All that said, the plan has several positives that should not be overlooked. First, shifting from coal to natural gas can take about a quarter of the responsibility for the 15% carbon reduction between 2005 and 2013. It may be the only certain path to achieving the EPA’s Clean Power Plan and eliminating coal plants. Producing just half the greenhouse gases (GHG) as coal (methane aside), natural gas is, as Porter et al say, “a crucial asset in making America’s energy transition both feasible and at a competitive cost across a range of carbon reduction scenarios, at least through 2030.” And that transition is way faster than fossil fuel industry thought leaders like Shell.


As I discussed in a blog for CSRHub, Shell’s most recent future scenarios report advocates a transition to renewables by 2100. Porter’s assumes power grid alterations necessary for renewable energy will take 20-30 years, taking us to 2035-45, at which point renewables will be even more cost competitive than natural gas and will be completely phased out of power production before 2060. Working back from Shell’s prediction of 2100, that looks pretty good.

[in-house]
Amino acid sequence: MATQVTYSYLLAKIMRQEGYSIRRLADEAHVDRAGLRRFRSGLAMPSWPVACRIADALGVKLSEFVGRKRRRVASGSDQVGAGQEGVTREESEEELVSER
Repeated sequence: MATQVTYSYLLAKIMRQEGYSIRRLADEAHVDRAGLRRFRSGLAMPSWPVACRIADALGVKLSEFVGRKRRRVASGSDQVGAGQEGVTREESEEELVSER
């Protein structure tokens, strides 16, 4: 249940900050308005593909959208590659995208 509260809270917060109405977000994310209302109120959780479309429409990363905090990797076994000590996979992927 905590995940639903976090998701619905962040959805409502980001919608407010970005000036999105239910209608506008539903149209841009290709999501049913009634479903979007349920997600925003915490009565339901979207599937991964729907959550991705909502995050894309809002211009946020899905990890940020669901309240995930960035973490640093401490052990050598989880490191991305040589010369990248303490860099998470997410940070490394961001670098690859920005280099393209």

We’re all tempted to point fingers at a policy recommendation that will delay achieving a zero emissions future while bolstering fossil fuel and power businesses. Isn’t this just business as usual? Maybe, but at least this timeline is much faster than the fossil fuel industry’s. Porter’s report acknowledges that if solar and wind prices continue to fall below oil and gas prices as they have in some places like Austin, Texas, business will drive an even faster transition. It’s all about the money, and in this case, that could be a very good thing.




Carol2Carol Pierson Holding writes on environmental issues and social responsibility for policy and news publications, including the Carnegie Council’s Policy Innovations, Harvard Business Review, San Francisco Chronicle, India Time, The Huffington Post and many other web sites. Her articles on corporate social responsibility can be found on CSRHub.com, a website that provides sustainability ratings data on 15,000+ companies worldwide. Carol holds degrees from Smith College and Harvard University.